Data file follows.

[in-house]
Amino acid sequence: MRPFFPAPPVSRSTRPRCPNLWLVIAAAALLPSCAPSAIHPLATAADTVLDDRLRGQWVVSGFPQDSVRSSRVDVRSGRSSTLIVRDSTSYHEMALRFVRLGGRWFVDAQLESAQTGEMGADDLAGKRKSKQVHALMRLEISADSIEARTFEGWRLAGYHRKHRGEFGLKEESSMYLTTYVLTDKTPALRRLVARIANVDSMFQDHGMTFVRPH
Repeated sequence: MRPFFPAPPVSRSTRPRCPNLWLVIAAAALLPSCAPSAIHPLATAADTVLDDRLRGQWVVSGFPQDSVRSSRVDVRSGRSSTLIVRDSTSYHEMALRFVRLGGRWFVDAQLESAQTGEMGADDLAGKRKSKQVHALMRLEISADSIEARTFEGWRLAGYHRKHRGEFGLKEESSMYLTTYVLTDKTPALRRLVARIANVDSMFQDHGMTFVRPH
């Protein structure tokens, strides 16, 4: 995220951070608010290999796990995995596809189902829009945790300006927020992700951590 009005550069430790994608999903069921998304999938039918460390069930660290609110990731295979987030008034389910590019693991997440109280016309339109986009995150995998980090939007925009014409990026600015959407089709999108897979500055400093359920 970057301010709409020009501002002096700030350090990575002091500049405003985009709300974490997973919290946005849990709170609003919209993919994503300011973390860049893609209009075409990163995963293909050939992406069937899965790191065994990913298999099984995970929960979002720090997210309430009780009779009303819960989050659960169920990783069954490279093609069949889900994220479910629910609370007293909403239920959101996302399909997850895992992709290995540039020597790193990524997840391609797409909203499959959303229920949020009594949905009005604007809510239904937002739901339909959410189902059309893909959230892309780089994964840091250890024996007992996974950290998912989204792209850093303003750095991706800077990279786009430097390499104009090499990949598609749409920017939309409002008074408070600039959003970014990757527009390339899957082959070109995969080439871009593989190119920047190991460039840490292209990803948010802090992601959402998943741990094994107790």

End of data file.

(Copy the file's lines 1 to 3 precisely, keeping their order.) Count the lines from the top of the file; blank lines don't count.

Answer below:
[in-house]
Amino acid sequence: MRPFFPAPPVSRSTRPRCPNLWLVIAAAALLPSCAPSAIHPLATAADTVLDDRLRGQWVVSGFPQDSVRSSRVDVRSGRSSTLIVRDSTSYHEMALRFVRLGGRWFVDAQLESAQTGEMGADDLAGKRKSKQVHALMRLEISADSIEARTFEGWRLAGYHRKHRGEFGLKEESSMYLTTYVLTDKTPALRRLVARIANVDSMFQDHGMTFVRPH
Repeated sequence: MRPFFPAPPVSRSTRPRCPNLWLVIAAAALLPSCAPSAIHPLATAADTVLDDRLRGQWVVSGFPQDSVRSSRVDVRSGRSSTLIVRDSTSYHEMALRFVRLGGRWFVDAQLESAQTGEMGADDLAGKRKSKQVHALMRLEISADSIEARTFEGWRLAGYHRKHRGEFGLKEESSMYLTTYVLTDKTPALRRLVARIANVDSMFQDHGMTFVRPH